Locating distressed homes is fairly easy in depressed markets, but it's also simple to find distressed homes in strong real estate markets. The difference between the two markets is you will find a greater number of these bargains in fading real estate markets.
Many homes that were once offered as short sales end up as foreclosures, which are eventually deeded to the bank. The reason why purchasers may refuse to buy a short sale home could be any of the following:
• Sellers stripped the home's assets and / or vandalized the property.
• Bank refused to accept less than its present mortgage balance.
• Buyers passed by the short sale in favor of a hassle-free purchase.
• Location of the home and / or neighborhood was undesirable.
• Listing was overpriced at mortgaged amount.
• Seller did not qualify for a short sale.
Not every home available under these situations is a great bargain and some can morph into unexpected nightmares. There are drawbacks to buying foreclosures. Some homes are diamonds waiting to be polished. Inexperienced home buyers might want to hire a real estate agent for guidance and assistance.
In your Community there are top selling agents who specialize in listing Bank Owned Homes. Knowing how to find that person is the key. You need to enter the search values in MLS to bring up all the foreclosures. Consumers do not enjoy direct access to MLS like agents.
You can ask your buyer's agent to search for REOs and when you recognize a listing agent's name over and over, pull up that agent's profile and look at his or her listings. You will probably find a ton of foreclosures at your fingertips this way.
Real Estate Signs
Driving through neighborhoods where you want to buy is another great way to find foreclosures. The riders on the sign posts might say:
• Bank Repo
Call the agent's whose name is on the sign and inquire about other foreclosure listings that may be coming on the market. Agents who specialize in foreclosures sometimes wait weeks while bank management approves the list price, so you can get a jump on other buyers by asking about new foreclosures not yet listed.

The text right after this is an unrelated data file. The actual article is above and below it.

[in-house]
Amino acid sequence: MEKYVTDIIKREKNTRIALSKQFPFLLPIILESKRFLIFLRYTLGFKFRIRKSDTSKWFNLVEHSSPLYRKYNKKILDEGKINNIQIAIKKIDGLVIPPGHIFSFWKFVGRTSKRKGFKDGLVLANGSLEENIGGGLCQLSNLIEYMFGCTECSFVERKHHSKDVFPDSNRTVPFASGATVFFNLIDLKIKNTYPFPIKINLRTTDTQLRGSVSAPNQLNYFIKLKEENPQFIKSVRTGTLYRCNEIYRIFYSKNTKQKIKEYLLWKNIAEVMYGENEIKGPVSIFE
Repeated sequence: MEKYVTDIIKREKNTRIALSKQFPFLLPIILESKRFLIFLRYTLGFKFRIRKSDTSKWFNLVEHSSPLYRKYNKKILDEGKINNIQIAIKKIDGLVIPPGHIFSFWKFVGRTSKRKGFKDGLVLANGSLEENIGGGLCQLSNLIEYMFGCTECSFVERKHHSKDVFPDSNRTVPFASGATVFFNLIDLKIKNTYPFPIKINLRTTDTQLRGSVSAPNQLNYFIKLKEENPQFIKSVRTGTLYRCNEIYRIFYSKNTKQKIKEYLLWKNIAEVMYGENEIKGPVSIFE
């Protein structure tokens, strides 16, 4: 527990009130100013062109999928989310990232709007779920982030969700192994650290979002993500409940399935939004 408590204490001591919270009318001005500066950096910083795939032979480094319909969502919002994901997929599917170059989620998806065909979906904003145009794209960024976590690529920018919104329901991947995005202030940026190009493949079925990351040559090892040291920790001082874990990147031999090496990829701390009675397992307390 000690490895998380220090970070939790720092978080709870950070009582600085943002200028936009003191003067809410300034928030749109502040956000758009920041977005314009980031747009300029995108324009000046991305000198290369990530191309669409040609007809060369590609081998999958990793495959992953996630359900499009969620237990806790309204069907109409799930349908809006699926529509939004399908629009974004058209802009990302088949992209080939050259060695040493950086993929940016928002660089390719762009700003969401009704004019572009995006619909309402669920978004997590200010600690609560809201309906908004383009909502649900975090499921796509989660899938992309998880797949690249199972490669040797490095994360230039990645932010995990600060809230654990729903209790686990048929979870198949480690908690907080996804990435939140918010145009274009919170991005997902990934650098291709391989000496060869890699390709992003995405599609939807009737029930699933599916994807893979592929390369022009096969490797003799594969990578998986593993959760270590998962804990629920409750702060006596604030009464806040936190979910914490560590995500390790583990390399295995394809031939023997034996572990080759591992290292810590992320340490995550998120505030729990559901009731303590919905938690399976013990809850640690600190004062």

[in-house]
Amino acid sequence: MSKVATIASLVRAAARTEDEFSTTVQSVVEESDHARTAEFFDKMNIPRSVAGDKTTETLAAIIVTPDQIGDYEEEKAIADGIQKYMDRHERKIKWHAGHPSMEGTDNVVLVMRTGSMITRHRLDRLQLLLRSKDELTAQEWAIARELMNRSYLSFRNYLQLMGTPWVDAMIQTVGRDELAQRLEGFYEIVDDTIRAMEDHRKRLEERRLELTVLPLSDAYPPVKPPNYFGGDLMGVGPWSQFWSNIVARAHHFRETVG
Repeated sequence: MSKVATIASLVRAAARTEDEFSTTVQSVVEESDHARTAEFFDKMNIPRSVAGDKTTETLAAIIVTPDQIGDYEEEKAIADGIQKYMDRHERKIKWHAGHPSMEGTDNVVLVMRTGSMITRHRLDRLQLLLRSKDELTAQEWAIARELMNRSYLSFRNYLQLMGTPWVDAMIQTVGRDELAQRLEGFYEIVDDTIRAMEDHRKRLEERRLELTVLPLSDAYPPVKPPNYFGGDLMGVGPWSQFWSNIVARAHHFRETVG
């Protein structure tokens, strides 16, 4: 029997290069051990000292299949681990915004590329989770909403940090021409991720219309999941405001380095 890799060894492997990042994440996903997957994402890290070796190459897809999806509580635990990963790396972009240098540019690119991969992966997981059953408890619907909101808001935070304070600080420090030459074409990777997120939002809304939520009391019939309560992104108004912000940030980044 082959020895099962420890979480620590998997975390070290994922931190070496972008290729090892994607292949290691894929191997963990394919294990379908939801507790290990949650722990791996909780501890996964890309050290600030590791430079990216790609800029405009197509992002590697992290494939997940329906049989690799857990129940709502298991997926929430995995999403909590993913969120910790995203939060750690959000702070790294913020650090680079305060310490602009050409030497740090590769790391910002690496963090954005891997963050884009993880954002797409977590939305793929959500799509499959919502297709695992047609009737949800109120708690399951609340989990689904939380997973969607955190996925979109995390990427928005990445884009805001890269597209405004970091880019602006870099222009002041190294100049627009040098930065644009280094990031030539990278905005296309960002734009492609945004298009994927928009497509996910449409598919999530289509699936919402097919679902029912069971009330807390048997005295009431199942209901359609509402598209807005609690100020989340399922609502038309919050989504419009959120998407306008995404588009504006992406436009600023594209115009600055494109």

If you are working with a buyer's agent, you can ask your agent to get this information for you.
Major bank Web sites
Many banks maintain online lists of foreclosed properties. Here are a few national lenders who maintain Web sites of bank-owned properties:
• Bank of America
• Chase Mortqage
• U S Bank
Asset Management Companies
Some lenders hire an asset management company to handle foreclosures on the lender's behalf.
• Wells Fargo uses Premiere Asset Services.
• Many subprime mortgage companies use HomeEq Servicing
• Keystone Asset Management is a national agency that deals with defaults.
Some government agencies require you to retain the services of a real estate broker to make an offer to purchase. Others will let you submit offers on your own. Read each site for more information.
• HUD - Housing Urban Development foreclosure homes.
• Fannie Mae foreclosure homes.
• Department of the Treasury - homes seized by the Internal Revenue Service.
• SBA - Small Business Association , Auction Houses
Auction companies hold huge auctions, sometimes selling as many as 100 homes or more in a single day. While many experts agree that auction companies often get higher prices due to the auction frenzy created among its bidders, sometimes you can find a gem in their inventory.
• Real Estate Disposition Corporation
• J_P- King
• United Country Auction Services
• William's & William's
Internet Foreclosure Companies
Web-based foreclosure companies charge a fee for providing you with a list of foreclosure properties. They reason that it takes time, trouble and expertise to locate and assemble accurate national foreclosure lists. You may find it is worth it to let these companies search for you: RealtyTrac.com and Foreclosure.com
HOW about this for a Tip:
If you're in the market to buy a foreclosured house despite all the hassles and long waits associated with buying one, here's a way to find properties in your area that are either in pre-foreclosure or are already owned by a bank.
• Here are the basic steps.
• 1. Enter an address at Google maps.
• 2. Click on the "More" tab in the top right corner of the map.
3. Select "Real Estate" in the drop-down menu.
• 4. On the left side of the page, uncheck "For sale" and check "Foreclosure."
• The little red dots that then appear on the map are foreclosures that are still on the market. At least in my area, the red dots just seem to be on the blocks where foreclosures are located, with no identifying address information besides the street and links to sites offering more information about the properties with a short-free trial and then for a fee. (The ads on the left side of the page, however, do give the addresses for some of the properties.)
• Still, it's a good starting point for knowing if there are foreclosures in the area you want to buy in. (You could ask your Realtor to determine where the properties are.) The red dots also indicate how widespread the foreclosure problem is in a particular neighborhood.
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